Regular readers know we like The Stranglers here, and that calling them a “punk” group might have been a stretch. By the 1980s, they’d clearly evolved into a competent pop/new wave band and even in the early days, pigeon-holing them was never Black & White. Which happened to be the title of their third album, which came out this day in 1978.
No one could have accused them of being lazy at that point, it was their third album in a mere 13 months with a couple of standalone singles mixed in there as well. Arguably, a little more time spent on this one might have been beneficial but all things considered, Black & White was an interesting step forward for them. As with their two previous releases, it was produced by Martin Rushent and like those records, it had plenty of fierce-seeming lyrics that had to make you wonder if they weren’t having us all on just a little bit. But they also put in some lighter tunes which pointed to the direction they’d soon take, on songs like “Sweden”. Guitarist and main vocalist Hugh Cornwell had studied at a Swedish university pre-group and they released a fittingly Swedish-language version of it (“Sveriege”) over there, helping the album be the only one from their ’70s catalog to chart in Scandinavia. The band seemed a bit more confident with their instruments and even keyboardist Dave Greenfield got a turn at the mic on “Do You Wanna?”. They played the menacing “Curfew” in 7/4 time. Besides “Sweden”, the more notable songs on the album however would be “Toiler on the Sea” (listen for the reference to a flock of seagulls in it that inspired a certain other band when looking for names), and the raunchy, probably tongue in cheek, bass-heavy “Nice N Sleazy”. As well as their take on Burt Bacharch & Hal David’s “Walk on By” which was memorable to those used to a Dionne Warwick rendition, and a 7” single not originally on the LP. However, they slid copies of the single into the first 75 000 copies of the album.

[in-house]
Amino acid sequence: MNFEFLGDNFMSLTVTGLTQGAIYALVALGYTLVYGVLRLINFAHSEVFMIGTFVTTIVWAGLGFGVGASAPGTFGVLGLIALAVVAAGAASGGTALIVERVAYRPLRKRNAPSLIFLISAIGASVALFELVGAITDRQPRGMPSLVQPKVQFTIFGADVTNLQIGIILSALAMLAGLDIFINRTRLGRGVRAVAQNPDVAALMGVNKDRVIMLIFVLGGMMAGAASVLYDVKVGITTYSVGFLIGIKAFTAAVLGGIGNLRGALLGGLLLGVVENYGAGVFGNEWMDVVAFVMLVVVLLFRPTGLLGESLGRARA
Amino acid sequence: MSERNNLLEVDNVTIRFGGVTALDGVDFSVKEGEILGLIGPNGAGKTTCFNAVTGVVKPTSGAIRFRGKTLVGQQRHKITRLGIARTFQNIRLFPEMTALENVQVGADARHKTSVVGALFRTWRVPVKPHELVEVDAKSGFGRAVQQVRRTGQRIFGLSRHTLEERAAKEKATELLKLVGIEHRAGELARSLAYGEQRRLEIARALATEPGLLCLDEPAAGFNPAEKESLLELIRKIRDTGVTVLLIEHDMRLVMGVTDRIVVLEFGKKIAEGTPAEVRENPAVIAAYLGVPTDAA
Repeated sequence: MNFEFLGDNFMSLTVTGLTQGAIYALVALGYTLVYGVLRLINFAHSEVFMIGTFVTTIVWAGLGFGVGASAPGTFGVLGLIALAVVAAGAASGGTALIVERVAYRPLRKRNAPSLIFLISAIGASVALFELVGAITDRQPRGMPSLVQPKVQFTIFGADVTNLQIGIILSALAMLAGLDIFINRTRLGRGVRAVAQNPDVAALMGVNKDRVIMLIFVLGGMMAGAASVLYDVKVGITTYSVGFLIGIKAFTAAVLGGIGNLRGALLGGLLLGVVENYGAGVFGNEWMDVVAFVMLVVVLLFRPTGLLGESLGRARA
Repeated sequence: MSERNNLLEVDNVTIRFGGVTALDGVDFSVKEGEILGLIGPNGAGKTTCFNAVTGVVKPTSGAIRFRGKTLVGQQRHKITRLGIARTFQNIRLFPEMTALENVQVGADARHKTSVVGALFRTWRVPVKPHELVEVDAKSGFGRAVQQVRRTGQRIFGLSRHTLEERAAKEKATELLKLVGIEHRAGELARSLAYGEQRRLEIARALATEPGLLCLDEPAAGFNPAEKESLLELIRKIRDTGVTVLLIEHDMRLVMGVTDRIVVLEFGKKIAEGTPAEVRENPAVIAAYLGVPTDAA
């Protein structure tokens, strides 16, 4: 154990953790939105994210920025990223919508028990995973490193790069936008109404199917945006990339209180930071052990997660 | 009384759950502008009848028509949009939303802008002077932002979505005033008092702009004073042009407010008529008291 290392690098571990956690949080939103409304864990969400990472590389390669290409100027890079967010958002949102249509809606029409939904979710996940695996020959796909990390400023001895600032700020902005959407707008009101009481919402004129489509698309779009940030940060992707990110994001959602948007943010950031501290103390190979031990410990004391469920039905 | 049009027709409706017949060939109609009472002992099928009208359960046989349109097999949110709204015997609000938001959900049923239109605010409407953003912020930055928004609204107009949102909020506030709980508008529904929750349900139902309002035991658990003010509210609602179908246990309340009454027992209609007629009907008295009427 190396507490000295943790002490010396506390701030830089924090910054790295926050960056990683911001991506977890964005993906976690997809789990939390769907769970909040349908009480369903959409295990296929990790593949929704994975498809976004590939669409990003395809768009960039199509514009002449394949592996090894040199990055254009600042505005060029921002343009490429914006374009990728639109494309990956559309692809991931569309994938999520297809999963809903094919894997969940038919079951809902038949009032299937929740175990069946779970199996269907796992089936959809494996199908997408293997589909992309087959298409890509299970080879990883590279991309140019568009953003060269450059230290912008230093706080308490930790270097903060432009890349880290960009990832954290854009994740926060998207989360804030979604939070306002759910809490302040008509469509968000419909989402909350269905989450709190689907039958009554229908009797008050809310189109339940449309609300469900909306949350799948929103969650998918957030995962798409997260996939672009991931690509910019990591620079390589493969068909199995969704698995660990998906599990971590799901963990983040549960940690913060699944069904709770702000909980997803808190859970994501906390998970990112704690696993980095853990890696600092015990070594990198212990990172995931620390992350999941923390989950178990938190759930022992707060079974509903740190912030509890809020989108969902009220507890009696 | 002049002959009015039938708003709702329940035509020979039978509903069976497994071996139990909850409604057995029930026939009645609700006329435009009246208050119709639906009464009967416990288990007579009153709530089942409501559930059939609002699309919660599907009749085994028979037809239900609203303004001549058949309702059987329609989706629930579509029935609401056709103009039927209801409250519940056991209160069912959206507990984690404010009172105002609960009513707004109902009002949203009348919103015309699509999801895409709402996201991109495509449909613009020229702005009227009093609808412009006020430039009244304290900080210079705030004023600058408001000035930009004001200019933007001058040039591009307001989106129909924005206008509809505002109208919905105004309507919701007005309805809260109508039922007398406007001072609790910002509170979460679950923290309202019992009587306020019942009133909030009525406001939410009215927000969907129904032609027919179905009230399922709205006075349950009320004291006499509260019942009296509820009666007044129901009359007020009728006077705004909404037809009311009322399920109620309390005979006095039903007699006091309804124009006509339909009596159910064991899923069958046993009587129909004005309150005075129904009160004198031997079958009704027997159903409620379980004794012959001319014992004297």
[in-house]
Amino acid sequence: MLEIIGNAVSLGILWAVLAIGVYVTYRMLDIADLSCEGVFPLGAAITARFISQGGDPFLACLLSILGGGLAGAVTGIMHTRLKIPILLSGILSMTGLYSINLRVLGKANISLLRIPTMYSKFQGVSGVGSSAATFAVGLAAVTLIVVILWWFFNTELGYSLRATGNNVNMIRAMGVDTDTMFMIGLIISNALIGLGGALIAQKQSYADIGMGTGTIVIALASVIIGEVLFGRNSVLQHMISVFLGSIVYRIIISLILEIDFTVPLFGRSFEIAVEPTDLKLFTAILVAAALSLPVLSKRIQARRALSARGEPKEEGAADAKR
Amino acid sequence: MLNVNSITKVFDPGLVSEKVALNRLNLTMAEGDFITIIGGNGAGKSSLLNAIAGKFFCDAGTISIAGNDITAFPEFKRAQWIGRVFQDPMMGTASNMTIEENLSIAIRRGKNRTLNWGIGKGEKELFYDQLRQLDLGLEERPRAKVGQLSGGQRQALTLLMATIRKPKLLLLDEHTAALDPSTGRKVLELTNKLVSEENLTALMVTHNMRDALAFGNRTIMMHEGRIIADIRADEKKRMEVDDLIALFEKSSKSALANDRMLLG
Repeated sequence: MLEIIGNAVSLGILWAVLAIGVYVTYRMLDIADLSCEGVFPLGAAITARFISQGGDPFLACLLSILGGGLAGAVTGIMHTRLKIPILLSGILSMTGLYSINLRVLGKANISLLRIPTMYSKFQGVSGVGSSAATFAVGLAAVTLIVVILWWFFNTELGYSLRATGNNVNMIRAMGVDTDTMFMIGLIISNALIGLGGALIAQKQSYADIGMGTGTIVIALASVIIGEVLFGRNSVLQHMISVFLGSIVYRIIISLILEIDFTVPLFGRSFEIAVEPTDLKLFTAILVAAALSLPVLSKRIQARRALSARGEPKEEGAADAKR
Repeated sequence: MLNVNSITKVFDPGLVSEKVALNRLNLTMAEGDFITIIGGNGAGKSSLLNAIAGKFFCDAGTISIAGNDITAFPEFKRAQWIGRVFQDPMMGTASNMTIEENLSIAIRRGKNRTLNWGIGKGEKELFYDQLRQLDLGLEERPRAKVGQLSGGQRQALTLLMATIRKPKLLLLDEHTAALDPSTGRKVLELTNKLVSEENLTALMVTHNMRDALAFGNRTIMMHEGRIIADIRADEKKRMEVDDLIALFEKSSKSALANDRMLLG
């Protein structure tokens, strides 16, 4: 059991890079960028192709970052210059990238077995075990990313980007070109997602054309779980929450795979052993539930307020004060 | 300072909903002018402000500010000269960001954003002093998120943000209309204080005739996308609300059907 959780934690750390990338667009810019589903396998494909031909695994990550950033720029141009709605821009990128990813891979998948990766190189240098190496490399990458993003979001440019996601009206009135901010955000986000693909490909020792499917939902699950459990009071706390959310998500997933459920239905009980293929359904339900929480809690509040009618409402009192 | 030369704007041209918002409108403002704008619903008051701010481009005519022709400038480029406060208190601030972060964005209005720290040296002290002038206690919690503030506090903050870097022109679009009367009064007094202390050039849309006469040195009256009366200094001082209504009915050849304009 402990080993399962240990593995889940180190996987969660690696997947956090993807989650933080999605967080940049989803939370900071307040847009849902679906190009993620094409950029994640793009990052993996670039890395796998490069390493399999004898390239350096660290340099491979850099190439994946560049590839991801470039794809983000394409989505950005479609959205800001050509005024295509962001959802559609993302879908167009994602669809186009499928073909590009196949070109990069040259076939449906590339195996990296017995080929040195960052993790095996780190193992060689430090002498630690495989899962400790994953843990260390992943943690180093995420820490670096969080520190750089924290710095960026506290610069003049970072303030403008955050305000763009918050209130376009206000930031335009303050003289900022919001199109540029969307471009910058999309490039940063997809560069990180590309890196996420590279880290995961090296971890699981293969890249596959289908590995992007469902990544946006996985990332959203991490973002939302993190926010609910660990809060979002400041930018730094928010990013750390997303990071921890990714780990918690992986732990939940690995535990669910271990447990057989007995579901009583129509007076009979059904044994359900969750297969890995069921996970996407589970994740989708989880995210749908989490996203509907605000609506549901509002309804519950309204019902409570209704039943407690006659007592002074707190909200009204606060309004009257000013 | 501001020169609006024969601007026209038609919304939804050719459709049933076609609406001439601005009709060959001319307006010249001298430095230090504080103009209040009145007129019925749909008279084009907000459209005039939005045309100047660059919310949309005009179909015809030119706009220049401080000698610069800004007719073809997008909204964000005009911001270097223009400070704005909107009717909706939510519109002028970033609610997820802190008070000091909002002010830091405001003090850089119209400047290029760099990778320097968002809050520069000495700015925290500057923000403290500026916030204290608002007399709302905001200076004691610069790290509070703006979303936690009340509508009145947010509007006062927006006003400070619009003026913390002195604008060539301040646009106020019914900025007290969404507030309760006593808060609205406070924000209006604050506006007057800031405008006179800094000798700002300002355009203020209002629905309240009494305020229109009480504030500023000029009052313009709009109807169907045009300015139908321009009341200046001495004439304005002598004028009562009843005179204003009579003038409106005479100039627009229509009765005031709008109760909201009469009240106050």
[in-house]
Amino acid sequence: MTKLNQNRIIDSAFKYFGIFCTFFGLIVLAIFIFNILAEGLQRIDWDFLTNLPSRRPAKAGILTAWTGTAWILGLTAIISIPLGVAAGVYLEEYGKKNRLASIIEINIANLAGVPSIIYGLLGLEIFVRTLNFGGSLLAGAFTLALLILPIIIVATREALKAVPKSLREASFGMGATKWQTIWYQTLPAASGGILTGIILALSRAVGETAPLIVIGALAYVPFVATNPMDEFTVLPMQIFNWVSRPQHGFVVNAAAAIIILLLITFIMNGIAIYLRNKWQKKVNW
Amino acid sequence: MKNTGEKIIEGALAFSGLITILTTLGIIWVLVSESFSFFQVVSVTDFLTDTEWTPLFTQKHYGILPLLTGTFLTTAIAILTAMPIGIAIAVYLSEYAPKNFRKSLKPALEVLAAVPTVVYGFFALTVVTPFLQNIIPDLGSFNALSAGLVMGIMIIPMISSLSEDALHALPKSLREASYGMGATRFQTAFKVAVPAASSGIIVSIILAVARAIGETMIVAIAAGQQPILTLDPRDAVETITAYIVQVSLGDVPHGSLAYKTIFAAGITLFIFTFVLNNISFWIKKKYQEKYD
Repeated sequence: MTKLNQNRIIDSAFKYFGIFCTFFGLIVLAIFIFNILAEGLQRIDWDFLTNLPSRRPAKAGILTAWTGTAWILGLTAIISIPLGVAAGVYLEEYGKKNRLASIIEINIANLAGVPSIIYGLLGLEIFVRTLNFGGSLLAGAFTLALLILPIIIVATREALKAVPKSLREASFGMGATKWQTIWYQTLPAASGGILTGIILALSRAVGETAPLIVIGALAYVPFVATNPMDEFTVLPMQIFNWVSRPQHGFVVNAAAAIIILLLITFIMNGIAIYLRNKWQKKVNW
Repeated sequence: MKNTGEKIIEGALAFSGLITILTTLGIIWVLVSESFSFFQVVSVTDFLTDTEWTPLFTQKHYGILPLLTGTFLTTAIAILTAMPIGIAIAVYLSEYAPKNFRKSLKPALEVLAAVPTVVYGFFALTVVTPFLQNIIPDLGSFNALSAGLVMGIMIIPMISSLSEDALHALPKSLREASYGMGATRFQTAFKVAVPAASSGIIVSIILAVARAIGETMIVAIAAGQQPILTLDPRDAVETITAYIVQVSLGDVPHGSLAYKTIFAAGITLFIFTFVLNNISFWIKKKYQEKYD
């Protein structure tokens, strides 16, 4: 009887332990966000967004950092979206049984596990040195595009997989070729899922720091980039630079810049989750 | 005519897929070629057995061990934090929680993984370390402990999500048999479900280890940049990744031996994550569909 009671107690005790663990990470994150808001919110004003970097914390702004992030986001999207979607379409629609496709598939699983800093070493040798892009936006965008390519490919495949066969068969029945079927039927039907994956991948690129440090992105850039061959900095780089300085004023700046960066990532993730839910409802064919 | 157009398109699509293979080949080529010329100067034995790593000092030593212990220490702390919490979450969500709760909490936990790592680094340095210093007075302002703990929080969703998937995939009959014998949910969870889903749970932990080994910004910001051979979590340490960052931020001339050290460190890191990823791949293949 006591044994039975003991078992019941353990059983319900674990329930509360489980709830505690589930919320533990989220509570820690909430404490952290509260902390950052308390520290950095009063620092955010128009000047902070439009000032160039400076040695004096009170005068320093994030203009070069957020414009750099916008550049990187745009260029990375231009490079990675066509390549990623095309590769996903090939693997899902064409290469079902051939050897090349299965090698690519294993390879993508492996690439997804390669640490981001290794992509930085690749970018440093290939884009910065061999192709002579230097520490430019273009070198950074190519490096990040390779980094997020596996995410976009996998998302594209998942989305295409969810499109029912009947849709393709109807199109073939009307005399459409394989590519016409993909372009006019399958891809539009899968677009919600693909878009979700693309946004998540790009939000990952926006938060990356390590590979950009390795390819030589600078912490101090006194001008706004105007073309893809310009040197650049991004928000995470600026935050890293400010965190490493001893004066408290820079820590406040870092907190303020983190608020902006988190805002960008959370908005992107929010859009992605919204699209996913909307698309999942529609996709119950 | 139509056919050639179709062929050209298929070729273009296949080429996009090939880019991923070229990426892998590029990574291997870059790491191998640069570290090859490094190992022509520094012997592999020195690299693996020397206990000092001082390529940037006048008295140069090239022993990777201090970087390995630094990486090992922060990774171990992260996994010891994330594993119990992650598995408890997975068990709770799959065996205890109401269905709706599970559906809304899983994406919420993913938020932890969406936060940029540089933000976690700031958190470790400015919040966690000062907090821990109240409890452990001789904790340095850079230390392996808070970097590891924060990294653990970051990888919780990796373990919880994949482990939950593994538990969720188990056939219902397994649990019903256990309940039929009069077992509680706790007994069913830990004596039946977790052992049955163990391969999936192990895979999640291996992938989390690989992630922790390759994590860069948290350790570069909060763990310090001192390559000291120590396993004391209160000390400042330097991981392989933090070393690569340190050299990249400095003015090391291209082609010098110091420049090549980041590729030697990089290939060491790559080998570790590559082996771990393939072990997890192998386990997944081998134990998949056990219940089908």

Most, but all of the reviews back then were positive. Record Mirror gave it 4-stars, and Melody Maker figured while not quite as good as the ones which came before, they gave them credit by showing they could “enlarge their ideas and still come up with good tunes.” The NME figured that at least the album’s A-side was “by far the best work they’ve ever done.” The Trouser Press, on the other hand, found it mostly “forgettable”, an “inferior rehash of earlier work”, except for the single “Nice N Sleazy.” Years later, allmusic concurred somewhat, giving it 2.5-stars, calling “In the Shadows” just “plain silly”, much of the album to be filler but still noting it had “some absolutely stunning moments.”
The British public liked it well enough. It hit #2 there and went gold quickly, while “Nice N Sleazy” hit #18 – their fifth top 20 hit in a year there – and lives on in fame or infamy online…if you dare, look up a live performance of it from a Batterslea concert, which shows what can happen when one of the members of a group has a stripper girlfriend and she has a few friends and they all have a few bottles of libation. “Walk on By”, which spurred on a few comparisons to the Doors (particularly Greenfield’s keyboard solo) got to #21 there.
The Stranglers took a bit more time putting together their next album, but the wait was worth it for fans; most consider The Raven the best of their ’70s works.